Sof31
    Tuesday, January 13, 2009 4:09 PM
  •         Debug.WriteLine(Environment.Version.Major) 
            Debug.WriteLine(Environment.Version.MajorRevision) 
            Debug.WriteLine(Environment.Version.Minor) 
            Debug.WriteLine(Environment.Version.Build) 
            Debug.WriteLine(Environment.Version.MinorRevision) 
            Debug.WriteLine(Environment.Version.Revision) 
            'or 
            Debug.WriteLine(Environment.Version) 
     


    Looking for work - Zip 65101 http://www.vbforums.com/showthread.php?t=552774
    Tuesday, January 13, 2009 9:54 PM
  • Sof31
     
    VS2008 by default use .Net 3.5. Unless you have updated to SP1, that version is useless for SerialPort applications. However, when you build your code, you can just select .Net 2.0. Try this.
    Everything should be made as simple as possible, but not simpler.
    Tuesday, January 13, 2009 10:43 PM
  • i have not had a problem with SP1
    Looking for work - Zip 65101 http://www.vbforums.com/showthread.php?t=552774
    Wednesday, January 14, 2009 12:01 AM
  • That's what I mean. Sorry that it may be possible to misunderstand my post.

    Just to clarify: 2.0 Works, 3.5 RTM is useless, but I have heard that 3.5 SP1 works. I have not tested my program with that version (3.5 SP1) myself. Due to the many problems with 3.5 RTM, which may even require a reinstall of Windows, I have not been in a hurry to download VS2008, but I guess it should be safe now that we have SP1.
    Everything should be made as simple as possible, but not simpler.
    Wednesday, January 14, 2009 8:28 AM
  • Here are the information :
    Version 2.0.0
    Build 50727
    Rev Minor : 1433
    And it still not work.

    I know my product is responding as connecting an HyperTerminal Window, it is working.

    It is also working with SJW code but I did not know how to implement it correctly in my code.

    Thanks again and again for your support,

    Sof31.
    Thursday, January 15, 2009 1:28 PM
  • That is really a mystery. I have never seen problems with .Net 2.0 and there are approximately 1000 downloads of that program per month. On the other hand, it looks exactly like the "usual" .net 3.5 RTM problems, where the DataReceived event does not fire.  Hyperterminal is not using .Net and the so-called SJW code is not event driven but based on a busy loop. This is probably the reason why these programs works.

    It seems like a DataReceived problem. Try to place a breakpoint in the beginning of the eventhandler for the DataReceived event and see if it fires. If you have two serial ports on the computer, it could also be helpful to connect the two ports and use hyperterminal for one of these so that you can find out if the problem is in the receiver or in the transmitter. Of course an oscilloscope would also be helpful for this purpose.

    PS. Please double check that you don't use .Net 3.5 RTM.

    Everything should be made as simple as possible, but not simpler.
    Thursday, January 15, 2009 4:53 PM
  • the sjw routines are mine.  they do in fact use a busy loop, but it is only used to empty a queue that is filled with the firing of the datareceived event.  i have no problems, that i am aware of, using 3.5 SP1.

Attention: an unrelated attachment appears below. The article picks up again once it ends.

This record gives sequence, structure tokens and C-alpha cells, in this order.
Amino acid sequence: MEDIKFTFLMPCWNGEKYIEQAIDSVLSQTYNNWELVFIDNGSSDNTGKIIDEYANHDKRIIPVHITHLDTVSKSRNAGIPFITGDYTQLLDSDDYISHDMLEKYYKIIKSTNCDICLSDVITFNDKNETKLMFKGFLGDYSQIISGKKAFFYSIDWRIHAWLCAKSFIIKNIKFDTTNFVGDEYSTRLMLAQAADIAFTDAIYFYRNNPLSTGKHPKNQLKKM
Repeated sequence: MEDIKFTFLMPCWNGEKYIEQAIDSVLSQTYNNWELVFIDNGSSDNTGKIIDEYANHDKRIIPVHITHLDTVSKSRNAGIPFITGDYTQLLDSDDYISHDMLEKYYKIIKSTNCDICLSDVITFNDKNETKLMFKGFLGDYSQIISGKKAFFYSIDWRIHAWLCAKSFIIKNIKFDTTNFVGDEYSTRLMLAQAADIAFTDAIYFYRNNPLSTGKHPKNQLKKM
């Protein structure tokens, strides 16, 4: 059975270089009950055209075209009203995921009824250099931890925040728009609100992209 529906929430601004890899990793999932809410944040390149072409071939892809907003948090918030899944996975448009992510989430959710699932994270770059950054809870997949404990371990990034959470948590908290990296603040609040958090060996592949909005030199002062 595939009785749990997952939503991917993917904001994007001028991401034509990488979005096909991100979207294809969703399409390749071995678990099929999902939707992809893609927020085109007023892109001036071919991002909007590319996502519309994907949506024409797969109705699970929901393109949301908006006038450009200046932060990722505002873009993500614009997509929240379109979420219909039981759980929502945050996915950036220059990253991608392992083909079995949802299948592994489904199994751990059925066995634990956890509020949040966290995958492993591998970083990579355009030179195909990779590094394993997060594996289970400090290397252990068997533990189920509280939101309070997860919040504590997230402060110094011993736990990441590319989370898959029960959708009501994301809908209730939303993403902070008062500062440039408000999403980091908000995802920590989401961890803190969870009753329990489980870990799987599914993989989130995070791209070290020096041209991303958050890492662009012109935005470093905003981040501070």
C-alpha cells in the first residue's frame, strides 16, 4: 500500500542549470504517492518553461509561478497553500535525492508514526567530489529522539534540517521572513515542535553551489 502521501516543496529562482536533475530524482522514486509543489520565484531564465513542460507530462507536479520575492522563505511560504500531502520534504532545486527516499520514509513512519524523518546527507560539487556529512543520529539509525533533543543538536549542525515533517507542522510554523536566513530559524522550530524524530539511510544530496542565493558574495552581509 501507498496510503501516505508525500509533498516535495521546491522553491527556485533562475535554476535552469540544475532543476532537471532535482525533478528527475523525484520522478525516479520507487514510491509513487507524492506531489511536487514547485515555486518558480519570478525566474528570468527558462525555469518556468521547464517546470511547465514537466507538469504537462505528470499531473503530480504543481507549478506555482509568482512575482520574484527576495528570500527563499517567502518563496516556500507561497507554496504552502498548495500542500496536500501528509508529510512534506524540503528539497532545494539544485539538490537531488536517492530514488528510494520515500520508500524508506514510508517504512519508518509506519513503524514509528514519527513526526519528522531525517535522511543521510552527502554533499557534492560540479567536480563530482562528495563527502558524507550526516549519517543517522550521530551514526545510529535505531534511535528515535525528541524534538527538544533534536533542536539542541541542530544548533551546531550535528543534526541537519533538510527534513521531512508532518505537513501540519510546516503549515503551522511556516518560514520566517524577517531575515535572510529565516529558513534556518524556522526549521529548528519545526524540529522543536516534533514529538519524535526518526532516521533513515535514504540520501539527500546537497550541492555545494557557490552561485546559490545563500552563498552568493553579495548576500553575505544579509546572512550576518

Looking for work - Zip 65101 http://www.vbforums.com/showthread.php?t=552774
    Friday, January 16, 2009 12:54 AM
  • @carsten - i am trying to double check differences between 2.0, 3.5, 3.5SP1.  how do you force an application to use a particular one?  
    Looking for work - Zip 65101 http://www.vbforums.com/showthread.php?t=552774
    Friday, January 16, 2009 3:01 PM
  • You can select the .Net version in Advanced Compilation options.
    Everything should be made as simple as possible, but not simpler.
    Saturday, January 17, 2009 4:09 PM
  • @carsten - if you have a chance will you take a look at this

    http://www.vbforums.com/showthread.php?p=3427555#post3427555

    i am getting blue screens of death after it runs for a few minutes.  it may be my modem/driver.




    Looking for work - Zip 65101 http://www.vbforums.com/showthread.php?t=552774
    Thursday, January 22, 2009 8:37 PM
  • Sorry, but I am still using VS2005, so I cannot open your solution file (generated in VS2008).

    However, since your system runs for a few minutes before it crash, there is probably no doubt that you eat up some resource on your computer. Check for reentrance, which may lead to stack overflow. I don't think it is your driver.


    Everything should be made as simple as possible, but not simpler.
    Friday, January 23, 2009 8:27 AM
  • there is no re-entrance.
    Looking for work - Zip 65101 http://www.vbforums.com/showthread.php?t=552774
    Friday, January 23, 2009 2:07 PM
  • Re-entrance is just one of many possibilities for resource eating. Another possibility is overrun in the driver buffer, receiver array etc. Try to see if your application crashes if there is no input data (remove the plug if necessary). If it does not do that, try to reduce the speed to the half and see if it runs better. If it for example takes the double amount of time before it crashed at the half speed or does not crash at all, it is probably an overrun problem.
    Everything should be made as simple as possible, but not simpler.
    Friday, January 23, 2009 2:48 PM
  • found a newer driver and it has ran for over 2 hours.  previous record was 10 minutes.
    Looking for work - Zip 65101 http://www.vbforums.com/showthread.php?t=552774
    Friday, January 23, 2009 4:55 PM